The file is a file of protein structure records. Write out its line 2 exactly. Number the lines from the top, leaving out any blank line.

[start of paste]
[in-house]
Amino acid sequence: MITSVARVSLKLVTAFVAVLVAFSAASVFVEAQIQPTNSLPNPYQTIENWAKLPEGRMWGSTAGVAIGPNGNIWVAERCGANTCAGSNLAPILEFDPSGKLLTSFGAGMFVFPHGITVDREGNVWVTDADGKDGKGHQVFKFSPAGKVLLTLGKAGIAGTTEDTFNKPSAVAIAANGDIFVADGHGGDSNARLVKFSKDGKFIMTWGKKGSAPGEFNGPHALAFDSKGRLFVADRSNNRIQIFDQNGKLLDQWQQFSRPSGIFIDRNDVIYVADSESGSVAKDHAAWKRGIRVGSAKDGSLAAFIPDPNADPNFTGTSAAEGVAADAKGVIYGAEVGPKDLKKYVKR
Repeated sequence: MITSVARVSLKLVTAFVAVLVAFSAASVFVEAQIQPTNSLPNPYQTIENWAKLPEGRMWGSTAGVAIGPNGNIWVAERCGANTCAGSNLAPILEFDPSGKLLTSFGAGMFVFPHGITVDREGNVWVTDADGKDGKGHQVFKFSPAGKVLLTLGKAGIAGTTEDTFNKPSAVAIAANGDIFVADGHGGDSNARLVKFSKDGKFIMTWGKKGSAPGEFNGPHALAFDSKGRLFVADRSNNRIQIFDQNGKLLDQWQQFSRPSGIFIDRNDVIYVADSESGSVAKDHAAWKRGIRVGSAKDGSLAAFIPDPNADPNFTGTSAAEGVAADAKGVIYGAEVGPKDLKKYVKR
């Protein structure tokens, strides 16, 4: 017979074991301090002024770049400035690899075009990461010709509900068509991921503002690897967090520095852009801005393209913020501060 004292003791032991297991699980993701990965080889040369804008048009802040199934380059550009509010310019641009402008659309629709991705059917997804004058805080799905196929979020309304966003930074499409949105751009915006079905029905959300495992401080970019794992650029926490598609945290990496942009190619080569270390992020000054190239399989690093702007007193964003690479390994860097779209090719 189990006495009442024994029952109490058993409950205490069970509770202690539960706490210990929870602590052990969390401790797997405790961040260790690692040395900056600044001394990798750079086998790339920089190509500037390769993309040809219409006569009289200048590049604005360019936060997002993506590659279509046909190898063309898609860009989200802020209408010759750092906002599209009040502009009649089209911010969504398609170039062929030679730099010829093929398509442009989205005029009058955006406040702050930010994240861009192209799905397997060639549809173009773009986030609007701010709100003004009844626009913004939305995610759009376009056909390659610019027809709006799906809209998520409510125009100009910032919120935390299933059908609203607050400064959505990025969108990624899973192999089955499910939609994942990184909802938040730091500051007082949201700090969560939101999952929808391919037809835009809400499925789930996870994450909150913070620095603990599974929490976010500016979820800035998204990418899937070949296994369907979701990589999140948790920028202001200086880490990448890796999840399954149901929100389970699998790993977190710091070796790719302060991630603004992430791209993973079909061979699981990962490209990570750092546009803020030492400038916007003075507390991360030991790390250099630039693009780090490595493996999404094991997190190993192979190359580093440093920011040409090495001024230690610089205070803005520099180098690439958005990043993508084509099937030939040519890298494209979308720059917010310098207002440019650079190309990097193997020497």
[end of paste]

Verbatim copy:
Amino acid sequence: MITSVARVSLKLVTAFVAVLVAFSAASVFVEAQIQPTNSLPNPYQTIENWAKLPEGRMWGSTAGVAIGPNGNIWVAERCGANTCAGSNLAPILEFDPSGKLLTSFGAGMFVFPHGITVDREGNVWVTDADGKDGKGHQVFKFSPAGKVLLTLGKAGIAGTTEDTFNKPSAVAIAANGDIFVADGHGGDSNARLVKFSKDGKFIMTWGKKGSAPGEFNGPHALAFDSKGRLFVADRSNNRIQIFDQNGKLLDQWQQFSRPSGIFIDRNDVIYVADSESGSVAKDHAAWKRGIRVGSAKDGSLAAFIPDPNADPNFTGTSAAEGVAADAKGVIYGAEVGPKDLKKYVKR